As others have explained, the directory is changed in the child process of your script, not in the terminal process from which the script is called. After the child process dies, you are back in the terminal which is left where it was.
1. Symbolic link
Put a symlink in your home to the long path you want to easily access
$ ln -s /home/alex/Documents/A/B/C ~/pathABC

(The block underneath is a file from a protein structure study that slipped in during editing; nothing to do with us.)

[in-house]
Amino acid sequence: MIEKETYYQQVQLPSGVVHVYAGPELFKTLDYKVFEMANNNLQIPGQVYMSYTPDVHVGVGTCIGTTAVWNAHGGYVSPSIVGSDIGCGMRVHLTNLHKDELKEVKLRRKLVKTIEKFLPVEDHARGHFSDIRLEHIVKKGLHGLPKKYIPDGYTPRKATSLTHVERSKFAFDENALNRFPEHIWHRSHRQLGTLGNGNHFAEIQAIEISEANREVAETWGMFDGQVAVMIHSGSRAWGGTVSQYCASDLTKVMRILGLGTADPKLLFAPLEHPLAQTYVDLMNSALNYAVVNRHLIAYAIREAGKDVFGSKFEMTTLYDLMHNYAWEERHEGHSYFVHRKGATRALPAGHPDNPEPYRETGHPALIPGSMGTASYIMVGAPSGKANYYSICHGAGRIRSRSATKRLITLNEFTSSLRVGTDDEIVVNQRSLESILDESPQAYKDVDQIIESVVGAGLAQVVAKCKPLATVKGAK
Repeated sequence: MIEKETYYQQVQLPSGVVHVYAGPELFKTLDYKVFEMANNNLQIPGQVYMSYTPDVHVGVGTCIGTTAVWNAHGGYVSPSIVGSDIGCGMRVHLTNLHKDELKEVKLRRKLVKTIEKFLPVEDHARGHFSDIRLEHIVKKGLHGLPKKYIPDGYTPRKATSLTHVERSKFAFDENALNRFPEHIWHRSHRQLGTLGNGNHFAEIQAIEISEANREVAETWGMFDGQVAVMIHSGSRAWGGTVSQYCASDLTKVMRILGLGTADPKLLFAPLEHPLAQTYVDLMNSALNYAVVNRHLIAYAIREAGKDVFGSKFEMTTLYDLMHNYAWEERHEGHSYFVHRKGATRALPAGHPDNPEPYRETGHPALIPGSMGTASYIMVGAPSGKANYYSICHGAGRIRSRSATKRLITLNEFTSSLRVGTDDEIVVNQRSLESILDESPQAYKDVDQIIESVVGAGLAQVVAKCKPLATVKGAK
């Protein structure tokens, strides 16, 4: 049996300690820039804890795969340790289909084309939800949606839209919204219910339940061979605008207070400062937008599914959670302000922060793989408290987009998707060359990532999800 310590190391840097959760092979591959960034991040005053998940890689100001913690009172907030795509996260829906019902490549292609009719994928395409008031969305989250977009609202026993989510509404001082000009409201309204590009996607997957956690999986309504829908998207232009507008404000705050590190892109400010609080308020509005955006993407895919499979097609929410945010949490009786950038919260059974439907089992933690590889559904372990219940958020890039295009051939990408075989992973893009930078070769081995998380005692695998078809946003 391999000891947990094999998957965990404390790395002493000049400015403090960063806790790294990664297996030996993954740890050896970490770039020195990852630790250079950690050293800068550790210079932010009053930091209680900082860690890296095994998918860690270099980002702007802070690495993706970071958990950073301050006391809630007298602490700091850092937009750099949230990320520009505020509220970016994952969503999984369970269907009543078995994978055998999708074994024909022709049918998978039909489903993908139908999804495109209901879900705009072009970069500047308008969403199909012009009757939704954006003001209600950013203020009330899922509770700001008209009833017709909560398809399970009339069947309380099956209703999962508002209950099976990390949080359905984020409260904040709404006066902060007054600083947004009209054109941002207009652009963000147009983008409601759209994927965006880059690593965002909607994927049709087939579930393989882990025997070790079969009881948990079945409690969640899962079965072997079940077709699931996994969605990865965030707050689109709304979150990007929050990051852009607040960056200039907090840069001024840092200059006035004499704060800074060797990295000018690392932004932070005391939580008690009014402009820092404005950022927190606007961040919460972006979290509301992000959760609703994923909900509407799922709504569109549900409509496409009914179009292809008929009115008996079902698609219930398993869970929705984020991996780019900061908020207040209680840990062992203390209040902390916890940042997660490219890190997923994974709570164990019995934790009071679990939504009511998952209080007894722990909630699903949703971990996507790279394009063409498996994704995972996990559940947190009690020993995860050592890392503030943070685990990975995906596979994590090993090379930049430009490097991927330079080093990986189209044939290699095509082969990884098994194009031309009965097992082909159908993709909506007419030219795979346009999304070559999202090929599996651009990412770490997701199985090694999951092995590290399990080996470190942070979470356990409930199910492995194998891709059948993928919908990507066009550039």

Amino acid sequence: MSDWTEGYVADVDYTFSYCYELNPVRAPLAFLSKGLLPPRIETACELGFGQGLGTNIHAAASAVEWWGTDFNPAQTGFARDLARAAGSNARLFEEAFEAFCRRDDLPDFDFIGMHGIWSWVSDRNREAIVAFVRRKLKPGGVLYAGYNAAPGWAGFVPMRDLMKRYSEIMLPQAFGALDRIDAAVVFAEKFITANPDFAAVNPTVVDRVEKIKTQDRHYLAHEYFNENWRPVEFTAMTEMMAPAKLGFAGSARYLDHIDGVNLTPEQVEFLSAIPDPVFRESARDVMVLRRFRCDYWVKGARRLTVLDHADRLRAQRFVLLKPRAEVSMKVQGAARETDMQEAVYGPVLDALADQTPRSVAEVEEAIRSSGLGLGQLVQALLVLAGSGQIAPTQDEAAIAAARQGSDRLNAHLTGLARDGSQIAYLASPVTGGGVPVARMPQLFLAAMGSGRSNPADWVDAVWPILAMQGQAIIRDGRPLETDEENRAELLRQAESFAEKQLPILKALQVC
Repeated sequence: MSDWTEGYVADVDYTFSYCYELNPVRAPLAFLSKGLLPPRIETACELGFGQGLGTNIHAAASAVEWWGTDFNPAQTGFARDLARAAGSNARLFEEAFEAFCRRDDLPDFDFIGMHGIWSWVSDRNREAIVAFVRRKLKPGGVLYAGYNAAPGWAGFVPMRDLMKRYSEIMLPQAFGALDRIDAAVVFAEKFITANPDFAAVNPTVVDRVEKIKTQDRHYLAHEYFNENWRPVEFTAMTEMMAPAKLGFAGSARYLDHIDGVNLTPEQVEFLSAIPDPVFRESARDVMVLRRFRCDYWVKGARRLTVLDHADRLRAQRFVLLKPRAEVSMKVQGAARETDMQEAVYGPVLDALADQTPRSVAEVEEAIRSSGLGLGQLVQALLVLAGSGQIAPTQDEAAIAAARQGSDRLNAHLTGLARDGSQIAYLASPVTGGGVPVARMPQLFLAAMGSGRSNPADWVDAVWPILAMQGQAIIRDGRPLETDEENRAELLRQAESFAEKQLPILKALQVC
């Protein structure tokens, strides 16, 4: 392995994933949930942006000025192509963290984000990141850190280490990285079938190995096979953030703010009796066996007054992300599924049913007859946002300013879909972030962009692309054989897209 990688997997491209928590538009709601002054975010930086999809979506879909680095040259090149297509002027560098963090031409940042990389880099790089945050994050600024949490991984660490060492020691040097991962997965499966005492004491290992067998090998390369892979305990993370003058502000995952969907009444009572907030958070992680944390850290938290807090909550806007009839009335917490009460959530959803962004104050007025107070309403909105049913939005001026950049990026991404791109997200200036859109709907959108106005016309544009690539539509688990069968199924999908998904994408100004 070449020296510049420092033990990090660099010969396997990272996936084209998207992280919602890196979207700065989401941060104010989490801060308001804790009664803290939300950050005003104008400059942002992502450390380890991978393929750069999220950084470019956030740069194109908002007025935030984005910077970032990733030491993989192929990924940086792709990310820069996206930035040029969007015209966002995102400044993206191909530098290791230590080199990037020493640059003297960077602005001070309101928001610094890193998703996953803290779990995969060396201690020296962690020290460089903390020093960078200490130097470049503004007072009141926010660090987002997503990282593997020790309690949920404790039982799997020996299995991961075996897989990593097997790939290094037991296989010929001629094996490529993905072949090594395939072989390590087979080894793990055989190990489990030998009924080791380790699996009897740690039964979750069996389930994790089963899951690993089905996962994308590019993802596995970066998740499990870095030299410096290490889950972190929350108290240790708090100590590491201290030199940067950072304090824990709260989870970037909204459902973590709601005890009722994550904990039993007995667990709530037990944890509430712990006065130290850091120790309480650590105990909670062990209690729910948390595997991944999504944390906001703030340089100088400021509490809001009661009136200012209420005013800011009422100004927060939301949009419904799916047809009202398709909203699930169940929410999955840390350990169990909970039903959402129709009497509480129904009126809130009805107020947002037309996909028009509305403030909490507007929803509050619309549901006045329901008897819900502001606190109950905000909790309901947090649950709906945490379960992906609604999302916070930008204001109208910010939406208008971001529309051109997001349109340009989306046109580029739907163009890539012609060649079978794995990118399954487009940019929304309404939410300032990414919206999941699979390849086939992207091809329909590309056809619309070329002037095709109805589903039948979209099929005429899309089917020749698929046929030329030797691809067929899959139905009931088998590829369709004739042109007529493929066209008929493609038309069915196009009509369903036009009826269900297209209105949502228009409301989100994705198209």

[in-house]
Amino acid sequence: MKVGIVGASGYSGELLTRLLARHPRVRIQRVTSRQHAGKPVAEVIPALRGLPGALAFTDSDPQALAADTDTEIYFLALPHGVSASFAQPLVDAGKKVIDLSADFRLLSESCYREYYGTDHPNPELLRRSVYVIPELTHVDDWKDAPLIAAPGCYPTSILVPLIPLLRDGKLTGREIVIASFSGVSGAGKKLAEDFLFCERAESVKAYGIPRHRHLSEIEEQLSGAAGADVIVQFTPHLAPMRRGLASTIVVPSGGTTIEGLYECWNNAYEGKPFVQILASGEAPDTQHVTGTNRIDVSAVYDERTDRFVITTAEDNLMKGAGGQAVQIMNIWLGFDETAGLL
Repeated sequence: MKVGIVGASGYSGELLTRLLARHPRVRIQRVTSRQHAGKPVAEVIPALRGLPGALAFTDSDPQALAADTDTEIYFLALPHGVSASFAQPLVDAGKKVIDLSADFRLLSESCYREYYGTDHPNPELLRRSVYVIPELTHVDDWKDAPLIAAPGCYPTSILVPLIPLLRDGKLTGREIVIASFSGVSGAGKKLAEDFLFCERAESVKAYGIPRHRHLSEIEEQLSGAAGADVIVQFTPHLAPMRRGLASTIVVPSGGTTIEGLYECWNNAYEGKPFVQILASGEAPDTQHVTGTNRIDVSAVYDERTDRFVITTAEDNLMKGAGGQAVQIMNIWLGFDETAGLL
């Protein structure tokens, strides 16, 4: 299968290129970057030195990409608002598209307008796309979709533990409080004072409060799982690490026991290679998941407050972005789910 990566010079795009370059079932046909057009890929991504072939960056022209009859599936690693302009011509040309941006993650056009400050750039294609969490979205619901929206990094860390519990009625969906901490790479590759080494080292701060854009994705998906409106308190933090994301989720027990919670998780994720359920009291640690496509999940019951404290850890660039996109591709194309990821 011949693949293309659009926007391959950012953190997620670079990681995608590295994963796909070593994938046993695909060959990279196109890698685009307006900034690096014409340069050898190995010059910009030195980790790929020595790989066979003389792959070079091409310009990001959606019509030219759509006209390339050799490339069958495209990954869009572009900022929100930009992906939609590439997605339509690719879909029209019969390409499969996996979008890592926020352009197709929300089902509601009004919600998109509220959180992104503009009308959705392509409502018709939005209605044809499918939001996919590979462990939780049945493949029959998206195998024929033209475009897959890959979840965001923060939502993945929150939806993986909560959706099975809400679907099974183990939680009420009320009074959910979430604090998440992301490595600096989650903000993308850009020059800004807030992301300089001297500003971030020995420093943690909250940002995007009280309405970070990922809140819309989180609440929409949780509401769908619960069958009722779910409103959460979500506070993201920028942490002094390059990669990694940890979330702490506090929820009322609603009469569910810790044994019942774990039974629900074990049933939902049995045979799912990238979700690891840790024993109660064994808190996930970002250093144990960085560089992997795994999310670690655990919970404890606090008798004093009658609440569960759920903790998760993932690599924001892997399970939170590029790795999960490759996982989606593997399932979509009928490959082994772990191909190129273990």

then access the directory with:
$ cd ~/pathABC
Put an alias in your ~/.bashrc:
alias pathABC="cd /home/alex/Documents/A/B/C"
Create a function that changes the directory, the function runs in the process of your terminal and can then change its directory.
4. Avoid running as child
Source your script instead of running it. Sourcing (done by
source) causes the script to be executed in the same shell instead of running in its own subshell.
$ . ./pathABC
(from here and here)
5. cd-able vars
cdable_vars option in your
~/.bashrc and create an environment variable to the directory:
shopt -s cdable_vars
Then you can use